Live: Near Truths and Hotel Rooms – Todd Snider
Oh Boy Records 024
Todd Snider's muse seems to be an amalgam of the tragic comic and the
guitar-slinging hitchhiker bent on traversing the earth in search of
confirmation for his left-of-center ideology. A clever, intuitively
amusing character, Snider reels in the stories he has to tell, and delivers
them with a sardonic mix of comedy, wit, irony, and honesty.
Near Truths and Hotel Rooms plays out like a playfully careless,
heartfelt, and comical evening in Middle America's bars. With an astounding
array of singer-songwriters playing these days, this album could play out
like any number of them. But, Todd Snider has such a singular style and
deranged humor, this live album thankfully proves to be a startlingly unique
experience. From the get-go, Snider's style comes to life through the
comically morose, yet heartfelt "Tension," a social commentary song sung
from the perspective of a real-life mentally handicapped songwriter. The
album covers much ground from there on out. He sings about meeting his wife
in the mental hospital in the lovely "Lonely Girl" and performs his clever
"Beer Run" about the unexpected trials of being young and wanting to get
your swerve on. Another highlight is a great version of "Talking Seattle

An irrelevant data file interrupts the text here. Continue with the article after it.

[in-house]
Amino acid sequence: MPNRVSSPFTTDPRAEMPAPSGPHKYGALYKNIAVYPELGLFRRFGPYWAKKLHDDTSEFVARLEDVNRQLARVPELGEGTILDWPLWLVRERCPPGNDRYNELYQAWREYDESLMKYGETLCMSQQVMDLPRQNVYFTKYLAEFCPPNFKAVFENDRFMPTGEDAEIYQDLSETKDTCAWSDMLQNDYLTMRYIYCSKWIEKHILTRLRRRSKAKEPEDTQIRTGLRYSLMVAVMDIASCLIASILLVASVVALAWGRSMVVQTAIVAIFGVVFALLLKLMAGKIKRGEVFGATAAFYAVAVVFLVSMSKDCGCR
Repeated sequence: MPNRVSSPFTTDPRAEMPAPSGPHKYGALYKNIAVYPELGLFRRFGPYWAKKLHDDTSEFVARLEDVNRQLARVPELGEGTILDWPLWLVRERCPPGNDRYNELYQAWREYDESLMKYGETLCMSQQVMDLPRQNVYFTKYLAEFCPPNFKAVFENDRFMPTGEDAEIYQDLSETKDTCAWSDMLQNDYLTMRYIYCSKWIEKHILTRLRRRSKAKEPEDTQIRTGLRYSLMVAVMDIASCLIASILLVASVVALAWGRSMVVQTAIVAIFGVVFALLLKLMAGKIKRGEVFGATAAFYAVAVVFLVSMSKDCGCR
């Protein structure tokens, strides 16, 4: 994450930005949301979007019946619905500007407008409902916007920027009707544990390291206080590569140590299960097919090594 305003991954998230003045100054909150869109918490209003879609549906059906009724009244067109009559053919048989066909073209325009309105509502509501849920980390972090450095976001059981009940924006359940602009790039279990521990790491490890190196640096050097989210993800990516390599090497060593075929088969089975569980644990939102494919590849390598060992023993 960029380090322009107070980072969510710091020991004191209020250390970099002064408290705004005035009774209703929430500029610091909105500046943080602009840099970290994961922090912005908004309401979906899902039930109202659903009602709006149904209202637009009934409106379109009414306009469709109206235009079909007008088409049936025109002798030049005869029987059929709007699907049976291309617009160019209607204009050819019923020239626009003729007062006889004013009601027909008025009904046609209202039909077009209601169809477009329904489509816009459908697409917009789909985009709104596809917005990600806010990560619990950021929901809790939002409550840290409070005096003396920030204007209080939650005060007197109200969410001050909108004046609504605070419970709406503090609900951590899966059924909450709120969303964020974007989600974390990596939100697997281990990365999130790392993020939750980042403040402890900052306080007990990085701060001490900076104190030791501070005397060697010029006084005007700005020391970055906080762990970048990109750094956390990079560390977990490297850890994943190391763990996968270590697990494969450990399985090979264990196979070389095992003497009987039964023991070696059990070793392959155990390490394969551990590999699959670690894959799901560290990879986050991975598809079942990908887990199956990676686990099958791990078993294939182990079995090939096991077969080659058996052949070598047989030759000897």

Grunge Rock Blues," his fictional take on the ridiculousness of modern music
told through the perspective of a band that plays nothing but silence and
gets famous because of it.
His aptitude for telling his stories comes through best on "the story of
the ballad of the Devil's Backbone Tavern," the tale of how his best-written
song came about. He talks of the song's toothless roadside bar, 300-pound
college guys, getting lost in Texas and discovering friends in low places.
"Devils" shows the listener his uncanny ability of collecting a song out of
life's most random and humbly bewildering experiences.
Snider is capable of achieving great emotional depth as well as clever
joviality and ironic parody through his songs. Being able to drift from
sublime personal ballads to rollicking fictional tales with such ease is
quite a gift, one which will establish him among the more
remarkable, and anomalous singer-songwriters of his generation.